2015 Audi Q3 review

With the high-flying Mercedes GLA and upcoming second-gen BMW X1 threatening the Q3’s sales leadership, Audi has fitted more efficient engines and more kit to help buoy the premium compact SUV’s appeal. But is it enough?

2015 Audi A3 review

With the high-flying Mercedes GLA and upcoming second-gen BMW X1 threatening the Q3’s sales leadership, Audi has fitted more efficient engines and more kit to help buoy the premium compact SUV’s appeal. But is it enough?

The Audi Q3 is a globally successful premium compact SUV based on the Volkswagen Tiguan. It’s offered in front-drive or all-wheel drive with a range of turbo direct-injection petrol or diesel powerplants, mated to dual-clutch transmissions. Prices vary from low-$40s (1.4 TFSI front-drive model) to over $80K for the revised RS Q3 hot-shot.

Now in its third year, the Audi Q3 has undergone a series of minor changes and updates designed to keep fickle premium compact SUV buyers away from the Mercedes GLA. We used to rate the old model as one of the better examples of the breed, so let’s see how the facelift fares.

Mercedes-Benz GLA, BMW X1, Lexus NX, Mini Countryman, Range Rover Evoque

IN many ways, the Audi Q3 would make a deeply satisfying ownership proposition, possessing high quality engineering, handsome design, punchy yet efficient turbo powertrains, and safe, predictable and even at-times entertaining dynamics. And now it’s better value too. But bigger wheels spoil the ride, the packaging remains compromised, and the advanced tech found on newer Audis isn’t always to be found on the company’s smallest SUV, smacking of cynicism.

PLUS: Performance, efficiency, added value, handling, refinement, material quality
MINUS: Hard ride and squeaky trim on bigger wheels, tight rear seat, dating dash

Audi Q32

THE Audi Q3 is a curious thing. Seen purely as an SUV, it ranks among the better ones, thanks to car-like dynamics, strong all-turbo performance, impressive efficiency (though not in rear-seat packaging terms) and classy quality. No premium compact crossover has felt as rounded – though, of course, with the BMW X1, Mercedes GLA, Mini Countryman, and Lexus NX as competitors, the field isn’t exactly brimming with overachievers. Little wonder then that the Ingolstadt crossover has been a massive success worldwide.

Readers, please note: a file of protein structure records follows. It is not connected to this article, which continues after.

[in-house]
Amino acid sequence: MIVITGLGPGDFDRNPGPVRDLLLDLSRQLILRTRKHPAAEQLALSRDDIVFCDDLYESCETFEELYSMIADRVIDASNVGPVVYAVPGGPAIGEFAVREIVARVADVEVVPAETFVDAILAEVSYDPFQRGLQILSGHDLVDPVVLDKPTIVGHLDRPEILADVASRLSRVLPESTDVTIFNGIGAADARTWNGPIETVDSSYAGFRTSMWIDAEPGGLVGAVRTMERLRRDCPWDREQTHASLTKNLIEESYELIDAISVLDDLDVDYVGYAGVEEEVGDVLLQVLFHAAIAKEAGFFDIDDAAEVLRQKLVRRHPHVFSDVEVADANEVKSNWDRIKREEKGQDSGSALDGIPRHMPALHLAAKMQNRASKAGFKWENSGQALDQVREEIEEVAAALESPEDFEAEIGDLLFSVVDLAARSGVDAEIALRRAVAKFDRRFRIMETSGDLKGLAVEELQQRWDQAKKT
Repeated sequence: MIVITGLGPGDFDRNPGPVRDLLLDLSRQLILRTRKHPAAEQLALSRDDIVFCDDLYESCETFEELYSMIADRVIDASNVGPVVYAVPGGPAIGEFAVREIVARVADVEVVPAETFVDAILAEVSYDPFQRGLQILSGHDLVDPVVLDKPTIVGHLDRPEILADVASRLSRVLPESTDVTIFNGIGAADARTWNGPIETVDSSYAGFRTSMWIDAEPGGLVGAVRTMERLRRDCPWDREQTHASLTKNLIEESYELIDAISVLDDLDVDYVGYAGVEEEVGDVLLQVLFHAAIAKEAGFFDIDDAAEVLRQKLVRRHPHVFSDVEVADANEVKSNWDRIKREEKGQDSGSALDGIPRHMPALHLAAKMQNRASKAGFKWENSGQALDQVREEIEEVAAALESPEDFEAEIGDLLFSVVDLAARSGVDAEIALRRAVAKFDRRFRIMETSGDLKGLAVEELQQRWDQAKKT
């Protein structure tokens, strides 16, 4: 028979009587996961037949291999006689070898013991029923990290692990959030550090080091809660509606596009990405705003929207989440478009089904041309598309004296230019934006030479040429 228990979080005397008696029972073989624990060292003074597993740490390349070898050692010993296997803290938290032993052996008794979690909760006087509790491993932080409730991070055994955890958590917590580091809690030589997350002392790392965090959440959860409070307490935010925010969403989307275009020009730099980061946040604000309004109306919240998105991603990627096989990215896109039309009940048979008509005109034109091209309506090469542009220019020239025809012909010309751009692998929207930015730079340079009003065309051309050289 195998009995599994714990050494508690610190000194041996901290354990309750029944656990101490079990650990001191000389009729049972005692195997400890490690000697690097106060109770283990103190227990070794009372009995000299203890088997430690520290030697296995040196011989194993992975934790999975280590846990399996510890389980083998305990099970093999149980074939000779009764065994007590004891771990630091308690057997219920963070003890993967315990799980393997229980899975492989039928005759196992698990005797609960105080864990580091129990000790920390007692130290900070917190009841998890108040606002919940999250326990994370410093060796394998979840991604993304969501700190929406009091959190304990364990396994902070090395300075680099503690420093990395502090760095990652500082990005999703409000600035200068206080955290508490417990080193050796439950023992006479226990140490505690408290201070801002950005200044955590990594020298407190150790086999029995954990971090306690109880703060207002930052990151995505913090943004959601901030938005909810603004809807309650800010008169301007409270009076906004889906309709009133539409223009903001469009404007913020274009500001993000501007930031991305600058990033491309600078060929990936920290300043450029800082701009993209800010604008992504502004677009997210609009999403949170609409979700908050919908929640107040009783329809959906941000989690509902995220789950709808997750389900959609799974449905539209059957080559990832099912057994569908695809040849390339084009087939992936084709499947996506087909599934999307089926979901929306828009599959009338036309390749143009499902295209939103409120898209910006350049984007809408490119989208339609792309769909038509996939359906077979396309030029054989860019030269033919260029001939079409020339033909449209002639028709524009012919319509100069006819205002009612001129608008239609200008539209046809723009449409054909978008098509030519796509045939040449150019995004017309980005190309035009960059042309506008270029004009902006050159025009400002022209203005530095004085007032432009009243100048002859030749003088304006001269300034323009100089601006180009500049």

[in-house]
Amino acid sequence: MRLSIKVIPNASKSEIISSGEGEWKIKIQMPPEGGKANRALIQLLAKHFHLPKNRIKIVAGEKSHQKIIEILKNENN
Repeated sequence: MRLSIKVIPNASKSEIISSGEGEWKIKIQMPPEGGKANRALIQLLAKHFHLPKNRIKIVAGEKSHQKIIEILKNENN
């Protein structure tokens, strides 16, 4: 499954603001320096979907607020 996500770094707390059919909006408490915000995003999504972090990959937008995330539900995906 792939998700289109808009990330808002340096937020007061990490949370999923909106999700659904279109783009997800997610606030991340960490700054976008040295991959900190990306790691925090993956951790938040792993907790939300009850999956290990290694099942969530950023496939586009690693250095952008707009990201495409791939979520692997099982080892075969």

But there is a nagging sense of expediency about this Audi, being so heavily based on that most Volkswagen of VWs, the Golf (via the Tiguan, of course). And yet even that doesn’t quite reach the crux of it, for the Q3 misses out on the company’s latest advanced lightweight MQB technologies, settling instead for the outdated PQ35 platform of a dozen years ago. Not very Vorsprung durch Technik...

Now, the Q3 Series II has launched, with up to seven percent more power, 17 percent lower consumption, and between $3000 and $7000 of previously additional equipment standardised, and all for only around $600 more.  

Audi Q33

Some 60 percent of buyers choose the base 1.4 TFSI front-driver from $42,900; except for new COD Cylinder-On-Demand technology that saves 0.3L/100km, it feels identical to the last one – a bit laggy off the line until the revs (and turbo) kick in, sweet and strong after that, and always smooth and quiet. As before, the steering is a tad muted but light, flowing, and planted when pointed through a fast corner, accompanied by some body lean and suspension that – wearing optional 235/50R18 tyres – never quite feels settled, though it isn’t uncomfortable.

The extra 220kg of the combined (Haldex 5.0 part-time) all-wheel drive gear and turbo-diesel engine blunt the more powerful of the 2.0 TDI quattro offerings somewhat (there’s either a $56,900 135kW/380Nm or 110kW/340Nm version for $9K less), though once this hushed engine is on song, the mid-range response is a revelation. We preferred the eager and zingy 132kW/320Nm 2.0 TFSI quattro (from $52,300), brandishing refinement levels more in line with brand expectations. No Q3, however, is a particularly inspiring drive.

Audi Q34

Finally, the very mid-last-decade dashboard is a far cry from the firm’s more modern aeronautical-inspired efforts, undermining an interior that – on variants wearing the optional 255/35R20 tyres – suffered from very atypical squeaks within the door trim.

And that, ultimately, sums up the Q3. Though one of the better breed of mediocre premium compact SUVs, it feels puzzlingly un-Audi.

Audi Q35

Model: Audi Q3 1.4 TFSI COD S-tronic
Engine: 1395cc 4cyl, dohc, 16v turbo
Max power: 110kW @ 5000-6000rpm
Max torque: 250Nm @ 1500-3500rpm
Transmission: 6-speed dual-clutch
Weight: 1405kg
0-100km/h: 8.9sec
Fuel economy: 5.9L/100km
Price: $42,900
On sale: Now


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